## Gaussian Distribution

started by Theo Verelst

The gaussian distribution is also called Normal Distribution. For most physical independent measurements it holds that the statistical law of large numbers makes a measurement distribution graph due to measurement noise [ CL observes that, strictly speaking, the noise doesn't have to be due to measurement, but it must be additive. This turns out to be a reasonable assumption for a wide range of circumstances ] [ RFox Strictly speaking a Normal Distribution integrates to one. As my daddy the statistician observed when I grew up, often 'gaussian functions' are mis-called Gaussian Distributions and are not actually distributions at all-- unless they integrate to 1 -- us physicists are very fond of interchanging Gaussian Distribution/Function when talking about peak shapes in data ] is a normal or Gaussian distributed probability density.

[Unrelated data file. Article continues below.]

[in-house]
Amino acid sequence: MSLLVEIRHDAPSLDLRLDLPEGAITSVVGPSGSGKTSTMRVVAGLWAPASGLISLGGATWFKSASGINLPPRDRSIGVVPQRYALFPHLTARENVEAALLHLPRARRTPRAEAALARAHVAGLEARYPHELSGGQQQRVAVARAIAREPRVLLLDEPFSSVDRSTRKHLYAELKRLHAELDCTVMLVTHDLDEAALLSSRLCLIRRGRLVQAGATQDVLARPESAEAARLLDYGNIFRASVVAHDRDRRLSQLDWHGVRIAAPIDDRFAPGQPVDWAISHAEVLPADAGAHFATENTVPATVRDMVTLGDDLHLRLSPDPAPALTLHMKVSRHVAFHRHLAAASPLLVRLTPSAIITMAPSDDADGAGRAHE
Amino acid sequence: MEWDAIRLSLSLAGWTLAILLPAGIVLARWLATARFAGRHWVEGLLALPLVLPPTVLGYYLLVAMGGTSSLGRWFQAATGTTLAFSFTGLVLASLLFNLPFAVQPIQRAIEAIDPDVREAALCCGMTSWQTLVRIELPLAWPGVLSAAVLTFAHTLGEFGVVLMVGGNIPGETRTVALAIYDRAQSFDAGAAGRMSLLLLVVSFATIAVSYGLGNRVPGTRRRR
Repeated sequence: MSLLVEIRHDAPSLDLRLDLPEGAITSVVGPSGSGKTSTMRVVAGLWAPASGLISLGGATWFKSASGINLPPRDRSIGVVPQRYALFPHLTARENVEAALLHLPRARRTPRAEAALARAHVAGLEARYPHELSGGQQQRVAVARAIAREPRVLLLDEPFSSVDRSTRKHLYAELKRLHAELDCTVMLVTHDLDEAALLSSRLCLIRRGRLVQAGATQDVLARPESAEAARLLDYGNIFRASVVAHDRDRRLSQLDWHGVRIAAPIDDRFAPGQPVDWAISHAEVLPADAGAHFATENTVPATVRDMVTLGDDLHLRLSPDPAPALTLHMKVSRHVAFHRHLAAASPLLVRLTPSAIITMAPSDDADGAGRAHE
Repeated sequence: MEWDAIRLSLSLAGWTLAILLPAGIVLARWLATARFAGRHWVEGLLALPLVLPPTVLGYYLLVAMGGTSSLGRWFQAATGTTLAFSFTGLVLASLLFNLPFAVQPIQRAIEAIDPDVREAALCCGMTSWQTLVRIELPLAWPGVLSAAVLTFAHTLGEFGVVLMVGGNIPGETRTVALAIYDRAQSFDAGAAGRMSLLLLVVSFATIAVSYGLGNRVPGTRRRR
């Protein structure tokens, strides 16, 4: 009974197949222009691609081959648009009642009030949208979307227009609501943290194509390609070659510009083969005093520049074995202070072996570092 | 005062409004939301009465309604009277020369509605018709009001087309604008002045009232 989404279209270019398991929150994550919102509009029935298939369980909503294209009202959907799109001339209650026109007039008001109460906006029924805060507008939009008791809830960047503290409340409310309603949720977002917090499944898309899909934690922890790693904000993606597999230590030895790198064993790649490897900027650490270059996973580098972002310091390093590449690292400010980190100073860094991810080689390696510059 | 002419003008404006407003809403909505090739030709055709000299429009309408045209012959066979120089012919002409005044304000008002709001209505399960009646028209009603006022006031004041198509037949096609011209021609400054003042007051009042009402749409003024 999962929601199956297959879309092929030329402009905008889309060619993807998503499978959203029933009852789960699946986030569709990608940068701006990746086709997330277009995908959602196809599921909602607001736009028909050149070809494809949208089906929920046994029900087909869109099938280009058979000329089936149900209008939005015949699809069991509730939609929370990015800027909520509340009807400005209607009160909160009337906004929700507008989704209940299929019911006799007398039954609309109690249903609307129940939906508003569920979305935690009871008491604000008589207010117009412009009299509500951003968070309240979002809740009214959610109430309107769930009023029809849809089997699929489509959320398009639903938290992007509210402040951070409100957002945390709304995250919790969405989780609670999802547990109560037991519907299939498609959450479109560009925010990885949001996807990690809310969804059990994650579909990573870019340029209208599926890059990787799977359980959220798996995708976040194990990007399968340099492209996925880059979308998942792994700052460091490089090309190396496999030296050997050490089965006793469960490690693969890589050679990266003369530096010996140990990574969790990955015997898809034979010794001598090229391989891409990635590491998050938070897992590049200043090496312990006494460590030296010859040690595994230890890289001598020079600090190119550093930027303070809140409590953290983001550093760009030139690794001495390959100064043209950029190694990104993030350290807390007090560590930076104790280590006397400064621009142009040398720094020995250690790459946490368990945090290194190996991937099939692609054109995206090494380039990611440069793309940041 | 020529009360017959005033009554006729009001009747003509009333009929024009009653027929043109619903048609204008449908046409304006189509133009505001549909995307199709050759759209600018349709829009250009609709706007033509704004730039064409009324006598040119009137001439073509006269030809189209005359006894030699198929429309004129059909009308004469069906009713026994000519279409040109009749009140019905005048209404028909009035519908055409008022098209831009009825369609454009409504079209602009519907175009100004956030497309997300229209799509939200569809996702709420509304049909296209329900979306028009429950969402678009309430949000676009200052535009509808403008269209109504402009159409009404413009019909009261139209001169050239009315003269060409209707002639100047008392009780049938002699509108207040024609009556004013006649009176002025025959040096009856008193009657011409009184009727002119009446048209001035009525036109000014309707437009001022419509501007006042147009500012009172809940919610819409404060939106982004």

Often, you will need to test some data for normality (see testing for normality) before you can apply some sort of statistical tests.

So if we flip a coin so many times, and keep score of 10 throws for instance, we expect to get an average of 5 heads for ten throws. But of course, it will also happen we throw 6 heads or even 7 tails. And if we wait long enough, a sequence of 8 head is not out of the question, as we all know, the probability of throwing 10 tails on a row is even reasonably possible, but chances are 1/2^10=1024, so in a thousand experiments of 10 flips, that starts to become reasonably likely. (How likely !? :)

This little script computes 100,000 times the average of 5 random numbers (from the rand() tcl function), and stores the normalized results in a list called to:

```catch {unset to};  for {set j 0} {\$j < 100000} {incr j} {
set o 0; set u 5
for {set i 0} {\$i < \$u} {incr i} {
set o [expr {\$o+rand()}]
}
lappend to [expr {\$o/\$u}]
}```

Now we'll make 300 buckets in which we count how much of the result fits between to adjacent bucket limits:

```catch {unset gd}
for {set i 0} {\$i<300} {incr i} {set gd(\$i) 0}
foreach i \$to {incr gd([expr {int([expr \$i*300])}])}```

And display the result as a reasonably accurate bar graph on the bwise canvas, or you should have a visible Tk canvas of which the path is in the variable mc :

```mc del gr3
foreach n [array names gd] {
\$mc create line [expr {100+\$n}] 301 [expr {100+\$n}] [
expr {300-0.2*\$gd(\$n)}] -tag gr3}```